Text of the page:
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Body of famed Tennessee sheriff's wife exhumed 57 years after her cold case murder

Authorities have exhumed the body of the wife of a famed former Tennessee sheriff more than a half-century after she was fatally shot in a still-unsolved killing. Officials said the unexpected move came after agents received a recent tip.

The Tennessee Bureau of Investigation confirmed that it oversaw the exhumation of the body of Pauline Pusser on Thursday at Adamsville Cemetery. She was killed by gunfire while in a car driven by her husband, McNairy County Sheriff Buford Pusser, a figure whose legend was captured in the 1973 film "Walking Tall," starring Joe Don Baker, and in a 2004 remake starring Dwayne "The Rock" Johnson.

Various sites in Adamsville continue to attract tourists interested in the sheriff's legacy in west Tennessee.

Buford Pusser in His Car
His face marked by the scars where two 30 caliber carbine slugs blasted half of his face away, former McNairy County Sheriff Buford Pusser points to a section along a lonely blacktop road where he and his wife Pauline were ambushed in 1967. Bettmann via Getty Images

A TBI statement said the agency received a new tip that led agents to find that there was never an autopsy performed on Pauline Pusser's body.

"With the support of Pauline's family and in consultation with 25th Judicial District Attorney General Mark Davidson, TBI requested the exhumation in an attempt to answer critical questions and provide crucial information that may assist in identifying the person or persons responsible for Pauline Pusser's death," TBI spokesperson Keli McAlister said.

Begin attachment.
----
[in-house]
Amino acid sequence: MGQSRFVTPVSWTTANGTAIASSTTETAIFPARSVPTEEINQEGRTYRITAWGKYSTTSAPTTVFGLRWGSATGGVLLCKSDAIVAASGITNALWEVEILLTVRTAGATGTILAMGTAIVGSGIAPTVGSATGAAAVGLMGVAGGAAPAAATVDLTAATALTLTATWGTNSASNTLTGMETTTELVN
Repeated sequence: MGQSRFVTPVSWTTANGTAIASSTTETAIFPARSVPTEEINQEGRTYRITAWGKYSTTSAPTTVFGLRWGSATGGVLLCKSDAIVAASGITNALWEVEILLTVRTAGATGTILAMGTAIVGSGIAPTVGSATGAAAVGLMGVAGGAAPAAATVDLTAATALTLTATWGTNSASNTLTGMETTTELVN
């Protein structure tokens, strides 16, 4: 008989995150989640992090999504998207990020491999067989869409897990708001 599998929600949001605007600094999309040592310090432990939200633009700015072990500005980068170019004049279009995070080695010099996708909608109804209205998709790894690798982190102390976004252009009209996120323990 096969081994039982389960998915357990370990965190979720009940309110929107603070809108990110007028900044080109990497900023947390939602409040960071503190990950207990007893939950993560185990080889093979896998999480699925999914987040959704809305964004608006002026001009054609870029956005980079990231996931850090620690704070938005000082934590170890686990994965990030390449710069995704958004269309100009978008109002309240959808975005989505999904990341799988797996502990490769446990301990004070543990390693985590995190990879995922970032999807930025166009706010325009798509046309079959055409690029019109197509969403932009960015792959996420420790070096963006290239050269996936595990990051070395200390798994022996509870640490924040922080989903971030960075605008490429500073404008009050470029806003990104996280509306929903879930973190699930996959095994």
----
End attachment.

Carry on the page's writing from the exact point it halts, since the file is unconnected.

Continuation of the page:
Some residents in the community told CBS affiliate WREG-TV that they were caught off guard as agents swarmed the cemetery and moved Pusser's headstone.

"I was really surprised when I started getting text messages from people saying it was happening. It was shocking," Jennifer Burks told the station.

Pauline Pusser was killed in McNairy County on Aug. 12, 1967, and a previous iteration of the TBI, then named the Tennessee Bureau of Criminal Identification, was called in to investigate. The investigation into her killing has remained active, McAlister said.

The Tennessean cited an Aug. 13, 1967, publication of its newspaper that says Pauline Pusser was killed and her husband was "seriously wounded in the jaw when Pusser's prowl car was fired on at dawn on a lonely country road."

The Selmer police chief heard a call on the radio from Sheriff Pusser, and he and his wife were found just north of the Tennessee-Mississippi state line on U.S. 45  —the sheriff sitting behind the wheel, and his wife lying on the seat with her head in his lap, The Tennessean reported. Pauline Pusser had joined her husband as he headed to investigate a complaint.

Investigators found 14 spent 30-caliber cartridges on the road where Pusser said the shooting occurred about three miles from the state line, according to The Tennessean. The Pusser car was hit 11 times.

A former sheriff, Mike Elam, who wrote a self-published book about Pusser, told The Tennessean he has given tips about the case to the Tennessee Bureau of Investigation.

"I think they'll be looking at the entrance and exit wounds," Elam told The Tennessean, adding: "The real question is the trajectory of the bullet."

In the archived news article, The Tennessean quoted an investigator who said they believed the couple had driven into a trap.

Buford Pusser spent six years as McNairy County sheriff beginning in 1964, and aimed to rid McNairy County of organized crime, including moonshiners and gamblers. He was allegedly shot eight times, stabbed seven times and had killed two people in self-defense.

The 2004 movie remake doesn't mention Pusser by name and is set in Washington state.

Buford Pusser died in August 1974 in a car wreck the day he agreed to portray himself in the "Walking Tall″ sequel.

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